I think the problem is that insulin and glycemic index may or may not be very accurate. It also depends on how much you eat. The more you eat the bigger the spike you get. It also isn't JUST insulin, it's the sugar that certain foods break down into as well. I would think the glycemic score would matter more, since insulin does more than just metabolize sugar. You can't really equate what insulin does with one substance, to what it does with ALL substances. Especially since the concepts we are discussing are in reference to metabolizing sugars.
You also seem to be under the impression that if you can show medical science does not know every single tiny detail having to do with this, that the whole thing is wrong, and you are right. That just doesn't logically follow. It just shows that we don't know everything, which is a given anyway.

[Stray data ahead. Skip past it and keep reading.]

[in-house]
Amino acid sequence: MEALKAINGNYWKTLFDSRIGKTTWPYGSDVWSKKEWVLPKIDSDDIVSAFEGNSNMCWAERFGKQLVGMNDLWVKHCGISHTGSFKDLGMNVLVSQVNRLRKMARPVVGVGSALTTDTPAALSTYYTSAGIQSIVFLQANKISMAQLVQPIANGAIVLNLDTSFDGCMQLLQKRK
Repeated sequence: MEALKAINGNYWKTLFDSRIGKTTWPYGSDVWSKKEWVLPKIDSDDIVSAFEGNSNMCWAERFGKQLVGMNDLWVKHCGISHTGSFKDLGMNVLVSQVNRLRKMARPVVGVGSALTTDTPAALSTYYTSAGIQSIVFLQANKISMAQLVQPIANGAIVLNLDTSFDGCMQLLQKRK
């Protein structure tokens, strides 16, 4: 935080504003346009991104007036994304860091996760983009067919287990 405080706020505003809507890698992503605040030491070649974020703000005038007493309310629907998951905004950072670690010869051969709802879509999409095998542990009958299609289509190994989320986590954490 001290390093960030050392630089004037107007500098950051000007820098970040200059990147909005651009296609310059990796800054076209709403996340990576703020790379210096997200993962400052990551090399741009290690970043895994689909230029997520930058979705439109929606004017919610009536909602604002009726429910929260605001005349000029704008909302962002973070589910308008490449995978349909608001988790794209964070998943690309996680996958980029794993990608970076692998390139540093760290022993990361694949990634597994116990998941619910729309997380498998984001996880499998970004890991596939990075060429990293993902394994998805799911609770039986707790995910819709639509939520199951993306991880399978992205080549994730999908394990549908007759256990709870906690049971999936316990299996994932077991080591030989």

that you can eat a low-calorie diet and still gain weight if you're eating the "wrong" foods (insulin sabotaging your weight loss, total reduced calories putting you into "starvation mode" and reducing metabolism), and that if you just eat the "right foods" you can eat to your hearts content.
Some people with a simplistic understanding may say something like that, but just because SOME people say that doesn't mean we all agree. In fact if you notice my position is different than that. So you seem to be applying someone else simplified view, to be my position, so you can then effectively argue against it.
Now if you are just saying that some people say that, and it's overly simplistic and not completely accurate, I won't argue about that.